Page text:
Al-Azhar University

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“Al-Azhar” redirects here. For other uses, see Al-Azhar (disambiguation).
Al-Azhar University
جامعة الأزهر (الشريف)
Jāmiʻat al-Azhar (al-Sharīf)
Al-Azhar University Minaret.jpg

Al-Azhar Mosque in Cairo Egypt
Type Public
Established 970~972 – madrasa
1961 – university status
Religious affiliation
Sunni Islam
President Usama al-Abd
Location Cairo, Egypt
30°02′45″N31°15′45″ECoordinates: 30°02′45″N 31°15′45″E
Campus Urban
Al-Azhar University logo.svg
Between 972 and 1171 CE, al-Azhar followed the Ismaili branch of Shia Islam

Interior of Al-Azhar mosque

Flickr - Gaspa - Cairo, moschea di El-Azhar (13).jpg

Faculty of Humanities – Al-Azhar University – Gaza.

An entrance to the mosque and university. The Minaret of Qunsah al Ghuri is visible on the right.

Floor plan of Al Azhar Mosque

An Azhari institute in Tanta


Interior of a dome in Al-Azhar mosque.

A chandelier adorns the woodworked ceiling of a prayer hall.

A study hall

Al-Azhar University (ahz-har; Arabic: جامعة الأزهر (الشريف)Jāmiʻat al-Azhar (al-Sharīf), IPA: [ˈɡæmʕet elˈʔɑzhɑɾ eʃʃæˈɾiːf], “the (honorable) Azhar University”) is a university in Cairo, Egypt. Associated with Al-Azhar Mosque in Islamic Cairo, it is Egypt’s oldest degree-granting university and is renowned as “Sunni Islam’s most prestigious university”[1] In addition to higher education, Al-Azhar oversees a national network of schools with approximately two million students.[2] As of 1996, over 4000 teaching institutes in Egypt were affiliated with the University.[3]

Founded in 970 or 972 by the Fatimids as a centre of Islamic learning, its students studied the Qur’an and Islamic law in detail, along with logic, grammar, rhetoric, and how to calculate the lunar phases of the moon.[citation needed] It was one of the first universities in the world and the only one to survive as a modern university including secular subjects in the curriculum. It is today the chief centre ofArabic literature and Islamic learning in the world.[4] In 1961 additional non-religious subjects were added to its curriculum.[5]

Its mission is to propagate Islam and Islamic culture. To this end, its Islamic scholars (ulamas) render edicts (fatwas) on disputes submitted to them from all over the Sunni Islamic world regarding proper conduct for Muslim individuals and societies. Al-Azhar also trains Egyptian government-appointed preachers in proselytization (da’wa).[citation needed]

Its library is considered second in importance in Egypt only to the Egyptian National Library and Archives.[citation needed] In May 2005, Al-Azhar in partnership with a Dubai information technology enterprise, IT Education Project (ITEP) launched the H.H. Sheikh Mohammed Bin Rashid Al Maktoum Project to Preserve Al Azhar Scripts and Publish Them Online (the “Al-Azhar Online Project”) with the mission of eventually providing online access to the library’s entire rare manuscripts collection (comprising about seven million pages).[6][7]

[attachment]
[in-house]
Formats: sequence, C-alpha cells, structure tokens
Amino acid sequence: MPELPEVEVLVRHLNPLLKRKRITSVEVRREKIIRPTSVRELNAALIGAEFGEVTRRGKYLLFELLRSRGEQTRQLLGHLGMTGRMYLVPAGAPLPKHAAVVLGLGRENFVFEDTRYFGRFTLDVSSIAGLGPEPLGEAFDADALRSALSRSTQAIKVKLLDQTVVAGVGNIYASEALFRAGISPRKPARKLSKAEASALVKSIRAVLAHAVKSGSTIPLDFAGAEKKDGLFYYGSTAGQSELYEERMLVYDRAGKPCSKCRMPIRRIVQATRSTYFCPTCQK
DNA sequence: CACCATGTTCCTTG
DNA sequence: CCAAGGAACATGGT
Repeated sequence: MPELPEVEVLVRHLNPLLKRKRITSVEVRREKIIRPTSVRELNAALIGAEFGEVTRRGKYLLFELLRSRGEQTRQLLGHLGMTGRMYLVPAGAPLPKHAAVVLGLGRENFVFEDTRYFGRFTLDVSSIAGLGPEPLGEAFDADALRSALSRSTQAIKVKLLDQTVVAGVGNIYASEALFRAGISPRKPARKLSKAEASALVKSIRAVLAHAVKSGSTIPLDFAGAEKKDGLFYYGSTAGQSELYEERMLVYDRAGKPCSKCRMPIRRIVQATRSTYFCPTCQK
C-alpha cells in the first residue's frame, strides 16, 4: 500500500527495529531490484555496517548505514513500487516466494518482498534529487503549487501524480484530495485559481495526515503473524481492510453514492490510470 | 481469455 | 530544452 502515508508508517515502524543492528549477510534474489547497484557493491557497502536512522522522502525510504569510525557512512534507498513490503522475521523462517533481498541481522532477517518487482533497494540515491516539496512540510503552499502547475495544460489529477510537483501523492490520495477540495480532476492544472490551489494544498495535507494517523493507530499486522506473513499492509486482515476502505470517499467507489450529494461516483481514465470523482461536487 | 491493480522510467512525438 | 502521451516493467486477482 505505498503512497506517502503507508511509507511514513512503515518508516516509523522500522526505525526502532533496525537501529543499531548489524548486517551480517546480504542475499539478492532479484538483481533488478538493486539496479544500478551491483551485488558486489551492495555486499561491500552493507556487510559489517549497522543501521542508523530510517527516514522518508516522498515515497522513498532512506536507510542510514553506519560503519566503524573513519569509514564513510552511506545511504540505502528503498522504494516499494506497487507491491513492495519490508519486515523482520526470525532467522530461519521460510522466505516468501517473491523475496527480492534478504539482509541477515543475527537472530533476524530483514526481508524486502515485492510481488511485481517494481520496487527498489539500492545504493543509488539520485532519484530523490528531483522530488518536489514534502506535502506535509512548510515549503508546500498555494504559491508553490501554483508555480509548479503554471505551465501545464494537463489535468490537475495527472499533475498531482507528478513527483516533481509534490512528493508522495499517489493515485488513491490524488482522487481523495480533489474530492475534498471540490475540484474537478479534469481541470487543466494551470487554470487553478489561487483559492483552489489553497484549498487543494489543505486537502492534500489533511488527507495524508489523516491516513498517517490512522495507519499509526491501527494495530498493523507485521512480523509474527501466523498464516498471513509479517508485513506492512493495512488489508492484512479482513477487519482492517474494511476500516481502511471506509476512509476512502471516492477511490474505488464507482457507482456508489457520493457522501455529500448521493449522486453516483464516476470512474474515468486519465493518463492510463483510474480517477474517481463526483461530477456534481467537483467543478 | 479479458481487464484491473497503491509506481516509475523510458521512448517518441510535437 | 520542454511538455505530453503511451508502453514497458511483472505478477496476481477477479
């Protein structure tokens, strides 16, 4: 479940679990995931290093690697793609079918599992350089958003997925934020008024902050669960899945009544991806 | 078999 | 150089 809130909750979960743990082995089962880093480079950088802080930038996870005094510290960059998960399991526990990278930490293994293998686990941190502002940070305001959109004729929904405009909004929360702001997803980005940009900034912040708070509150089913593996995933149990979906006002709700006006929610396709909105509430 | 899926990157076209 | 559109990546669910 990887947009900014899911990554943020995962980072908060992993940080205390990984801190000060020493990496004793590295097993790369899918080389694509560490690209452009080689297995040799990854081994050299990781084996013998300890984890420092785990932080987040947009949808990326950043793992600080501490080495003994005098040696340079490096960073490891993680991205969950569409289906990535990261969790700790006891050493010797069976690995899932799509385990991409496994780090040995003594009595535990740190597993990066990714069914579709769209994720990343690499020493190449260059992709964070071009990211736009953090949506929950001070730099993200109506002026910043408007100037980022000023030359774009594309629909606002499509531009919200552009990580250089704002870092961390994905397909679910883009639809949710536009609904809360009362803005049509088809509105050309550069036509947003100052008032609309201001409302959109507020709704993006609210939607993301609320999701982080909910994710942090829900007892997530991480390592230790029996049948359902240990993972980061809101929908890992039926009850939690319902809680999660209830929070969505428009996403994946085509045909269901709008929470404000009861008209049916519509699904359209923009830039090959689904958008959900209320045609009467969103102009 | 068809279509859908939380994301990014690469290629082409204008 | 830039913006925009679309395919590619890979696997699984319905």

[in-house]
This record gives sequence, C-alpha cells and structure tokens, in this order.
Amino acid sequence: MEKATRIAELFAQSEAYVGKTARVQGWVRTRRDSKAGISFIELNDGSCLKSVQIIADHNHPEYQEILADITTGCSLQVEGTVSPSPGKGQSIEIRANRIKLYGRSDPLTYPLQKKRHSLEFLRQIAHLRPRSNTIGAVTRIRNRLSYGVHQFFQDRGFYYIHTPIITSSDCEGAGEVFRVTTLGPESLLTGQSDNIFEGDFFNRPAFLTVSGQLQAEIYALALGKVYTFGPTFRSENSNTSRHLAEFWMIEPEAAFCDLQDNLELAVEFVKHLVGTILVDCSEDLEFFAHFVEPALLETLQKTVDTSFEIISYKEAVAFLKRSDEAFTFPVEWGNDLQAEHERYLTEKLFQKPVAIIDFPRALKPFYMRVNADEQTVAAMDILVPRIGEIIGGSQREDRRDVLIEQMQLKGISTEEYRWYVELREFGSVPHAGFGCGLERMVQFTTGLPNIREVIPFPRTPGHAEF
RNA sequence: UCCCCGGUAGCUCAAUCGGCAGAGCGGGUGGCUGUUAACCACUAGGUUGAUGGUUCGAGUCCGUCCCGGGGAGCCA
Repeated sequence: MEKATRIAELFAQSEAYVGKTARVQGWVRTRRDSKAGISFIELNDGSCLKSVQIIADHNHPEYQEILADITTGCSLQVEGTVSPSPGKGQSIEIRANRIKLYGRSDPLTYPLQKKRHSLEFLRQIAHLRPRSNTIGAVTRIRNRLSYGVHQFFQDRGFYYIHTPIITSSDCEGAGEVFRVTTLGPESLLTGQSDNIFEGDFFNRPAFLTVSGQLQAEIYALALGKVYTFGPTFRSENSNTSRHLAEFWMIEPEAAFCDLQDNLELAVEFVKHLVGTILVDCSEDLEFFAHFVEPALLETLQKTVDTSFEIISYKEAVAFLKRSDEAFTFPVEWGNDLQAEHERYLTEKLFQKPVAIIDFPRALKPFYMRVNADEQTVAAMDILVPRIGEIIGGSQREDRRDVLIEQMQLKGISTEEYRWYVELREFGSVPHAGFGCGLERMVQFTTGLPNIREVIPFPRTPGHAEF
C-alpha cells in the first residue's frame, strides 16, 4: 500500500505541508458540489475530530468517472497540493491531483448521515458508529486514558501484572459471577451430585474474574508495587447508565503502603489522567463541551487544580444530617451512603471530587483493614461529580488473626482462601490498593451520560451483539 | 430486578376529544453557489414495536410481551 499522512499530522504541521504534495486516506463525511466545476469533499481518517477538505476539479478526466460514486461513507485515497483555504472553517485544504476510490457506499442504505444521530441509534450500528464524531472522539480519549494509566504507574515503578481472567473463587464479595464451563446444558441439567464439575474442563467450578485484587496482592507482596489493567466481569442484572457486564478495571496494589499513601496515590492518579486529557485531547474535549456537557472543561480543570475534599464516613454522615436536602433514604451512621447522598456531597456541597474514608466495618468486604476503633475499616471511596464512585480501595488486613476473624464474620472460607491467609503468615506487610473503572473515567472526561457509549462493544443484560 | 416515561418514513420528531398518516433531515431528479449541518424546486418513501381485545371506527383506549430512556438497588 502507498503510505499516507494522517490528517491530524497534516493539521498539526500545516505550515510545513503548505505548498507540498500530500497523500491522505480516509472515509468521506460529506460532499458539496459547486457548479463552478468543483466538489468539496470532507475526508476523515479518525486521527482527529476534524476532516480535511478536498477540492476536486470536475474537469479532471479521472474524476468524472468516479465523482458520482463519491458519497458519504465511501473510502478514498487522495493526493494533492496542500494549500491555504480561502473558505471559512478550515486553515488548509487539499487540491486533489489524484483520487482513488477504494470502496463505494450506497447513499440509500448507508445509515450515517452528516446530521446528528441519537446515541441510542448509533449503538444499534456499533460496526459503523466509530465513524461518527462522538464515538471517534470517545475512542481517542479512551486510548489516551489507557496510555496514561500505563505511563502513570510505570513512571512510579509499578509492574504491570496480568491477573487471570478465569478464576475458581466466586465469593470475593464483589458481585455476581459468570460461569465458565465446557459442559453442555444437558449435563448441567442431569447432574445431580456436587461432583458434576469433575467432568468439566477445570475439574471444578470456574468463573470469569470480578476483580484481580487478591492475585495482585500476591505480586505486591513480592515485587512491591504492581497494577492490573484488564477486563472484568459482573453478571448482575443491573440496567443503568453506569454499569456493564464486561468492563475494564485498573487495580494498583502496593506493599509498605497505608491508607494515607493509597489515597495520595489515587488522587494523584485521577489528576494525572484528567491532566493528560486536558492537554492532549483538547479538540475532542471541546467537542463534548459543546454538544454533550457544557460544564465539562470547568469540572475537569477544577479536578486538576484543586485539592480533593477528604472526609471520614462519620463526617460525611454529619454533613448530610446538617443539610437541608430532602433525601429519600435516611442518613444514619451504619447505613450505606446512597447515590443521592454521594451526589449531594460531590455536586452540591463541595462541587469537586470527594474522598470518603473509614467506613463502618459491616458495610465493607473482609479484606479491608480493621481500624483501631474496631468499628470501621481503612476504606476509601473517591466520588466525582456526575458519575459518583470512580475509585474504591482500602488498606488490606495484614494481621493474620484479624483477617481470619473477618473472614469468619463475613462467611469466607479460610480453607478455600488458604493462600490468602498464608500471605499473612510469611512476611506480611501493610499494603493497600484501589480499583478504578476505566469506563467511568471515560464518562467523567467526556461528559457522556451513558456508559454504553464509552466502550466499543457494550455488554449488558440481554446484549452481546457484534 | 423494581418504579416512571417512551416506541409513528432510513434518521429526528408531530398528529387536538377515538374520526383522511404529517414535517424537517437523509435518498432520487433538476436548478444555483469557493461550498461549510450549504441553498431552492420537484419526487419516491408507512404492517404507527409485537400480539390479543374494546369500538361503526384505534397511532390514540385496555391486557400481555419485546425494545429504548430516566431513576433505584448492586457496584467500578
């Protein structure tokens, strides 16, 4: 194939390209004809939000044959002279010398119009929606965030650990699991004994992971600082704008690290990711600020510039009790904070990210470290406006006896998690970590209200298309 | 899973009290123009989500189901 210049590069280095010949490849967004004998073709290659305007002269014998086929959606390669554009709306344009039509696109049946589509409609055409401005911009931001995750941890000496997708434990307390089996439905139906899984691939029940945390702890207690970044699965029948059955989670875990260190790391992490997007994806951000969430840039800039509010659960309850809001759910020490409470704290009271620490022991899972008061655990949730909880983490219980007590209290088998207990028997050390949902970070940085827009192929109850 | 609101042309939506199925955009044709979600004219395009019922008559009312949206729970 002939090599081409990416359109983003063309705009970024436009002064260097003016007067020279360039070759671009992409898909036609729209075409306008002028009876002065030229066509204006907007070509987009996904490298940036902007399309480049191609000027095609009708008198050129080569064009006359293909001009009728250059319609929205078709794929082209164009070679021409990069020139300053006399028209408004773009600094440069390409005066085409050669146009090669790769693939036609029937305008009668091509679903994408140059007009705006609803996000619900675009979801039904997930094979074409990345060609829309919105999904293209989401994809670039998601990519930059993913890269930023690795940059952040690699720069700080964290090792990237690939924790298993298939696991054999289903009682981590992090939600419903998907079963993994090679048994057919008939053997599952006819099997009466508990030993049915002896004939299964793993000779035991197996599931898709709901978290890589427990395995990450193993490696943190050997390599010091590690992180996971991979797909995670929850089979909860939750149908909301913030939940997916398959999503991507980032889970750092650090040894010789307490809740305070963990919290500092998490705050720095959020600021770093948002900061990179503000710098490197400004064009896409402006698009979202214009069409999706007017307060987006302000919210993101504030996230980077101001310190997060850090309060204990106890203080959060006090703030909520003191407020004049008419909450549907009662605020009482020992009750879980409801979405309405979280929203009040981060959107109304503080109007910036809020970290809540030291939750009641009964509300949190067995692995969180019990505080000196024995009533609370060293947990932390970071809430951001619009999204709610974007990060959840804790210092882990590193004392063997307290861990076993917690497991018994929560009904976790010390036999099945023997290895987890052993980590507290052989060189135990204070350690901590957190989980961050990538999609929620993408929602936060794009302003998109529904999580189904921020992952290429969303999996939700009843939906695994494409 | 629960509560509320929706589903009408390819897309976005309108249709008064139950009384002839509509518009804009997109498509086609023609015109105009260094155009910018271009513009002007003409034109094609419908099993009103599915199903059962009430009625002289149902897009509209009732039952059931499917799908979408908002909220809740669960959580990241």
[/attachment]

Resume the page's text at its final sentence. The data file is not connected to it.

Al-Azhar University is one of the relics of the Isma’ili Shi’a Fatimid dynasty era of Egypt, descended from Fatimah, daughter of Muhammadand wife of Ali son-in-law and cousin of Muhammad. Fatimah, was called Al-Zahra (the luminous), and it was named in her honor.[8] It was founded as mosque by the Fatimid commander Jawhar at the orders of the Caliph and Ismaili Imam Al-Muizz as he founded the city for Cairo. It was (probably on Saturday) in Jamadi al-Awwal in the year 359 A.H. Its building was completed on the 9th of Ramadan in the year 361 A.H.(972 AD) Both Al-‘Aziz Billah and Al-Hakim bi-Amr Allah added to its premises. It was further repaired, renovated and extended byAl-Mustansir Billah and Al-Hafiz Li-Din-illah. Fatimid Caliphs always encouraged scholars and jurists to have their study-circles and gatherings in this mosque and thus it was turned into a university which has the claim to be considered as the oldest University still functioning.[9]

Studies began at Al-Azhar in the month of Ramadan, 975. According to Syed Farid Alatas, the Jami’ah had faculties in Islamic law andjurisprudence, Arabic grammar, Islamic astronomy, Islamic philosophy, and logic.[10][11] The Fatimids gave attention to the philosophical studies at the time when rulers in other countries declared those who were engaged in philosophical pursuits as apostates and heretics. The Greek thought found a warm reception with the Fatimids who expanded the boundaries of such studies. They paid much attention to philosophy and gave support to everyone who was known for being engaged in the study of any branch of philosophy. The Fatimid Caliph invited many scholars from nearby countries and paid much attention to college books on various branches of knowledge and in gathering the finest writing on various subjects and this in order to encourage scholars and to uphold the cause of knowledge. These books were destroyed by Salah-ud-Din Ayyubi.[9] In the 12th century, following the overthrow of the Ismaili Shia Fatimid dynasty, Saladin (the founder of the Sunni Ayyubid Dynasty) converted Al-Azhar to a Shafi’ite Sunni center of learning.[4][12] Saladin had ‘jealousy’ for the Fatimids, and therefore, “The Encyclopaedia of Islam” (Leiden, 1936, 3rd vol., p. 353) writes that, “He had all the treasures of the palace, including the books, sold over a period of ten years. Many were burned, thrown into the Nile, or thrown into a great heap, which was covered with sand, so that a regular “hill of books” was formed and the soldiers used to sole their shoes with the fine bindings. The number of books said to have disposed of varies from 120,000 to 2,000,000.”[13] Abd-el-latif delivered lectures on Islamic medicine at Al-Azhar, while according to legend the Jewish philosopher Maimonides delivered lectures on medicine and astronomy there during the time of Saladin though no historical proof has corroborated this.[14]